In-N-Out Burger Study Case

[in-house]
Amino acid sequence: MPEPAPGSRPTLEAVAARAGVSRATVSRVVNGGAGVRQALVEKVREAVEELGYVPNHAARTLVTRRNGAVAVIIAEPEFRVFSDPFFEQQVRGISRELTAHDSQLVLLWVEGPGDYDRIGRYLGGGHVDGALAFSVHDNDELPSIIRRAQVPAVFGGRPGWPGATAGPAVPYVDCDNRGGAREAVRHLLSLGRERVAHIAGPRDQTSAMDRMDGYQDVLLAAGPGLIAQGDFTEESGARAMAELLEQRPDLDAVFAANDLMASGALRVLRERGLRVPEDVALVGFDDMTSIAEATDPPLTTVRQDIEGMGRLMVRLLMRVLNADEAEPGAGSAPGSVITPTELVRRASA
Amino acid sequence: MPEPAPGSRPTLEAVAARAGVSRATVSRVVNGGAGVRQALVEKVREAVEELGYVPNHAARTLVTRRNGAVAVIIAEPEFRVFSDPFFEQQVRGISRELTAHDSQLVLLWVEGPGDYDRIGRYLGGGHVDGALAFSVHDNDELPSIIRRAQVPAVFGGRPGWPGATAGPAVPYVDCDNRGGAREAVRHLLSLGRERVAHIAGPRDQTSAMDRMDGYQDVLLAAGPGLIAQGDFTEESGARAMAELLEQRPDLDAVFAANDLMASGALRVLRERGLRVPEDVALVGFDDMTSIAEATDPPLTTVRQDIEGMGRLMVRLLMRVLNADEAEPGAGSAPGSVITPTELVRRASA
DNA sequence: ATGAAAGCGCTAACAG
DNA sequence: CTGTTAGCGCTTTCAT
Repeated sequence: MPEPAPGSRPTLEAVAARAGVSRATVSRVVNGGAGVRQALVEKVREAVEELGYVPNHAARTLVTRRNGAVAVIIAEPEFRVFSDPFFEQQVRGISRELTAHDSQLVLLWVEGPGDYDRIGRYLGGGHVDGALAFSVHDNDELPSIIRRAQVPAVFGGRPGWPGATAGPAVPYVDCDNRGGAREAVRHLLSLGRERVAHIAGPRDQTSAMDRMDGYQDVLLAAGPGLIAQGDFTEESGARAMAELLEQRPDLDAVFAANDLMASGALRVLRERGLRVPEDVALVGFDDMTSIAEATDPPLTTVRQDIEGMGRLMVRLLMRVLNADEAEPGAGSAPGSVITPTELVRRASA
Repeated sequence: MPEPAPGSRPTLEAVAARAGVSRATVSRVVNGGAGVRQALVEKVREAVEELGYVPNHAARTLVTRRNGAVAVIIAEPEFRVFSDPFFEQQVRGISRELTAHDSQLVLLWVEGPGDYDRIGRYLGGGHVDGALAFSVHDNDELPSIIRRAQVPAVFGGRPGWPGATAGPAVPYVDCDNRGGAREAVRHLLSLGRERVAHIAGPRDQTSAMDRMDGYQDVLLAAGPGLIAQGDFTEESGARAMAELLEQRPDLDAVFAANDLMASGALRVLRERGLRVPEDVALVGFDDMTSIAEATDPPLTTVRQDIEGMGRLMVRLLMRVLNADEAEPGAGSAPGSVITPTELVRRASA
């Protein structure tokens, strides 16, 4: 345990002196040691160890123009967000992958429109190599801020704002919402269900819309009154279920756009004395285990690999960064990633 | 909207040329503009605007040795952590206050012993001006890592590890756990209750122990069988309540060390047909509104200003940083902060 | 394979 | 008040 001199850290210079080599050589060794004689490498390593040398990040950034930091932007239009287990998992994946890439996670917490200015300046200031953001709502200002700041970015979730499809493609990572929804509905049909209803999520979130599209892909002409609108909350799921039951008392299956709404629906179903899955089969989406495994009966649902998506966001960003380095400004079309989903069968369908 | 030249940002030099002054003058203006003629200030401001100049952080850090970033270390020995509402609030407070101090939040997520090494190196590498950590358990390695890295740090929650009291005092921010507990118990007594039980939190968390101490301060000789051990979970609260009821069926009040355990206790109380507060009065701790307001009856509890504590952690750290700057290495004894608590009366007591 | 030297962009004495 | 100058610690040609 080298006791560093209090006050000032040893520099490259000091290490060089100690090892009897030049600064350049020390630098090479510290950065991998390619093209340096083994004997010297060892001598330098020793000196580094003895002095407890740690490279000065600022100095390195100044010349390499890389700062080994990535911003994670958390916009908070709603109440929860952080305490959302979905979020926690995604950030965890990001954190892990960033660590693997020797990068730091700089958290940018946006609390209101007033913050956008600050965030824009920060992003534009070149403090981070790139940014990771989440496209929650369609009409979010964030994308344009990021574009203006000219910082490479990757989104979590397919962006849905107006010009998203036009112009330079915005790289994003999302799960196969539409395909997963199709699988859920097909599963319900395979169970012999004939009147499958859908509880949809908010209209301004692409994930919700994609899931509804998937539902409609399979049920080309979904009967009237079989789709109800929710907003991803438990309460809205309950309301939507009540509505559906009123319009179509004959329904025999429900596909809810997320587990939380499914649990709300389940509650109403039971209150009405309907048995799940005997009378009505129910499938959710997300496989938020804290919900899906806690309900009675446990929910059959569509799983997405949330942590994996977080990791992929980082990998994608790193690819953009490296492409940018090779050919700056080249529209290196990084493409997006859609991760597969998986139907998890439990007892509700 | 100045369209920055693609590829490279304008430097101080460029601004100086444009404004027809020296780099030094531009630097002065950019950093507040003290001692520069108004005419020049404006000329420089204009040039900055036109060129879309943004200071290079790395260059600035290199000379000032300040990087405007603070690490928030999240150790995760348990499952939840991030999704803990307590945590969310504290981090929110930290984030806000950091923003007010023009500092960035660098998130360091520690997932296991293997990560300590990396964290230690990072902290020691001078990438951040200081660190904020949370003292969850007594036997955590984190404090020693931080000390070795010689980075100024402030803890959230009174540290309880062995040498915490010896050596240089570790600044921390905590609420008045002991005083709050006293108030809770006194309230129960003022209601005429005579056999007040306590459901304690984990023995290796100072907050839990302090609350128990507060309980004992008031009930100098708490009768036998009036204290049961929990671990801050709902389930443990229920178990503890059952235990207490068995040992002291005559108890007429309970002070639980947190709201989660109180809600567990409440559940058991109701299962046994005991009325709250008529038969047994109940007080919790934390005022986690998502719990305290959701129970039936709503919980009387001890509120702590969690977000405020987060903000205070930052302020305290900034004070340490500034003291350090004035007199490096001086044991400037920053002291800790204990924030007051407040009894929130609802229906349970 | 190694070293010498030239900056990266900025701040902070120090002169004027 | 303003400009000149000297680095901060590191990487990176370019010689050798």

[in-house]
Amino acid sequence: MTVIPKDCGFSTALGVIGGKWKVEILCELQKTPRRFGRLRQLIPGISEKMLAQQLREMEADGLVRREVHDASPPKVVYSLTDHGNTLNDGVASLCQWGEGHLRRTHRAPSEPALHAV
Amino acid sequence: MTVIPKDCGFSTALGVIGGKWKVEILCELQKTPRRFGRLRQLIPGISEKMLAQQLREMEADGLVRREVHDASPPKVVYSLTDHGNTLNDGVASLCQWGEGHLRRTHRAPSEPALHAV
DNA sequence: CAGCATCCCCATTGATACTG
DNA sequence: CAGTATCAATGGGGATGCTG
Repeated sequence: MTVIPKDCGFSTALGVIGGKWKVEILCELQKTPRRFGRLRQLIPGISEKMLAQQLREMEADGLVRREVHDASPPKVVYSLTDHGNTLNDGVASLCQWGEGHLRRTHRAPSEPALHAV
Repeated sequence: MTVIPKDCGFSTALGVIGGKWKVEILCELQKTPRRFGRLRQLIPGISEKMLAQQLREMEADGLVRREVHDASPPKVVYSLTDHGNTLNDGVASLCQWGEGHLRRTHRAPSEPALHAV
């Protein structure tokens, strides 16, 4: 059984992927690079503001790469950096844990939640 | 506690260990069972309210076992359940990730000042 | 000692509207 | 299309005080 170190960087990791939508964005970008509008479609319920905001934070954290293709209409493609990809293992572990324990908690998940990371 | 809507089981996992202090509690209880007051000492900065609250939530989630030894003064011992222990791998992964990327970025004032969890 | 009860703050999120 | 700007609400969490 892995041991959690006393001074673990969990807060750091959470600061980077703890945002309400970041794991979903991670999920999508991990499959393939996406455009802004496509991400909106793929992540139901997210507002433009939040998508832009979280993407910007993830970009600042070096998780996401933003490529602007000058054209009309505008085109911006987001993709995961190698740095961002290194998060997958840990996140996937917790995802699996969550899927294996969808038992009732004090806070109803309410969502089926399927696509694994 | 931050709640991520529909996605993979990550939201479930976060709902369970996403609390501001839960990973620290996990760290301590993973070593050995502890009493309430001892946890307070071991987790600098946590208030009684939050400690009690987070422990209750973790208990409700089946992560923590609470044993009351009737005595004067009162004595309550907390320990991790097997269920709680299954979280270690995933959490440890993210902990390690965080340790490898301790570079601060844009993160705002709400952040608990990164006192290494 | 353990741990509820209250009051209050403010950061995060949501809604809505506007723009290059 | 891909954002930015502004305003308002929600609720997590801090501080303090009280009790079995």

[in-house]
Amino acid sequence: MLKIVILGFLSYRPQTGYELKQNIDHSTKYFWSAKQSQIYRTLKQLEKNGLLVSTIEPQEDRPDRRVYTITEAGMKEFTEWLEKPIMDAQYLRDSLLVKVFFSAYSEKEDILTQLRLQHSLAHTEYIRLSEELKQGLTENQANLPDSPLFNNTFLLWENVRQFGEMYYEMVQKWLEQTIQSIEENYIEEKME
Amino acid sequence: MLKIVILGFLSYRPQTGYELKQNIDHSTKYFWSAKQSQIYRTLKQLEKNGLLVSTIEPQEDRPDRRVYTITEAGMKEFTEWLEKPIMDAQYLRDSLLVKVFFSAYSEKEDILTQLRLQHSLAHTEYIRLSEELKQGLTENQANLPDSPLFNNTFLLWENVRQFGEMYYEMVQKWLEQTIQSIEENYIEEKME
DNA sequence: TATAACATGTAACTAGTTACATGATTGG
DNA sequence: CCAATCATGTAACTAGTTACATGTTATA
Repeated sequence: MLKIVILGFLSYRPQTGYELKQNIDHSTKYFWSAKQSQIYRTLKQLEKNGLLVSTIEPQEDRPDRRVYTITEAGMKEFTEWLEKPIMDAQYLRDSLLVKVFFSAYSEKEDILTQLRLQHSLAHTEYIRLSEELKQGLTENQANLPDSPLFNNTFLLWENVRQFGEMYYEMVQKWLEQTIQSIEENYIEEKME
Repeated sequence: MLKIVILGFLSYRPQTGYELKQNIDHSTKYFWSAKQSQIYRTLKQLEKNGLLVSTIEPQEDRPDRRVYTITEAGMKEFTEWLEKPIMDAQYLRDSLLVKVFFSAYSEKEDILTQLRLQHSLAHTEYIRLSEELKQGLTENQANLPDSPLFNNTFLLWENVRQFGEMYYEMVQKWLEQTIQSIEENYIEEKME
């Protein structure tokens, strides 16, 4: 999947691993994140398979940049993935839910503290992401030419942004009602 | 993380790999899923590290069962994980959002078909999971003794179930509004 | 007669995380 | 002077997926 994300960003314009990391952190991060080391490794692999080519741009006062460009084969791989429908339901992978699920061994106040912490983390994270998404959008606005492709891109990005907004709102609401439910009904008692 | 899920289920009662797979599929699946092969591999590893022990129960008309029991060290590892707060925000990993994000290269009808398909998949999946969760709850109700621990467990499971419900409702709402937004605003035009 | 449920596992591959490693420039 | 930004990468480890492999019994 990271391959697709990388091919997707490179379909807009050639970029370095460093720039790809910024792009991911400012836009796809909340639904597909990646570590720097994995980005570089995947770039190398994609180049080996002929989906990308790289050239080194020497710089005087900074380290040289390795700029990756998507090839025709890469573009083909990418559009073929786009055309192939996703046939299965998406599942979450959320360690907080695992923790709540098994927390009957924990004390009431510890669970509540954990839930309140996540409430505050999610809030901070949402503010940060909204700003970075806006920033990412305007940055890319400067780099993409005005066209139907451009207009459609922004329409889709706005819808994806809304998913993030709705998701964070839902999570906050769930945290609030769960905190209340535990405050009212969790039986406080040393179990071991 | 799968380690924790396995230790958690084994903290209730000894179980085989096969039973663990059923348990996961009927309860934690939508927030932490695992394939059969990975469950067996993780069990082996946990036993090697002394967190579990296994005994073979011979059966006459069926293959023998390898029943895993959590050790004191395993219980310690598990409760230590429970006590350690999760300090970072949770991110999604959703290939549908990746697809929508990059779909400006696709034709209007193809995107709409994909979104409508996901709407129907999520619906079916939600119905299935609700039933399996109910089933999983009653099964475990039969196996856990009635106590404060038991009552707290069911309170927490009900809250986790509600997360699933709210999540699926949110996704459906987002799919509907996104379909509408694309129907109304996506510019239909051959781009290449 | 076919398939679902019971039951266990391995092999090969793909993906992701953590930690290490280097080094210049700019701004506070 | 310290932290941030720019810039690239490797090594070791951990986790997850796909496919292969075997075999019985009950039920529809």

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1. Why do some business analysts say that In-N-Out's business model is "counter intuitive"? There are five main points prove the business model is "counter intuitive”. First of all, The In-N-Out Burger’s operation focus has led it to pursue a very controlled expansion strategy. In-N-Out Burger is a privately-owned company. The Snyder family has staunchly refused to franchise maintaining that it is impossible to maintain quality when control has been relinquished. Secondly, In-N-Out's menu has remained largely unchanged at all the time. The menu just included six kind of foods: hamburgers, cheeseburgers, double-doubles, French fries, milkshakes, and soft drinks. It only makes a few food items, it consistently makes them well and it earns the trust of customers. In addition to ordering from the official menu, customers also order from the "secret menu" customizations. Third, In-N-Out takes pride in its corporate culture that values and rewards its employees. Generally, In-N-Out Burger pays their employees at least $2.00 per hour more than their competitors. Such as restaurant managers average more the $100,000 per year plus a full benefit package! As a result, in an industry noted for high turnover (200% to 300% range) In-N-Out's turnover is about 50%. Next, the In-N-Out Burger do not spend a lot of money on advertising as usual. Finally, the In-N-Out Burger was the nation's first drive-through hamburger stand, the company was brave in innovation. 2. Why is it said that In-N-Out Burger has a type of "cult following"? The In-N-Out Burger business philosophy was, "Give customers the freshest, highest quality foods you can buy and provide them with friendly service in a sparkling clean environment. For example, in a recent survey of fifty-three fast food restaurants, several thousand consumer believe the In-N-Out Burger is the best food, service and

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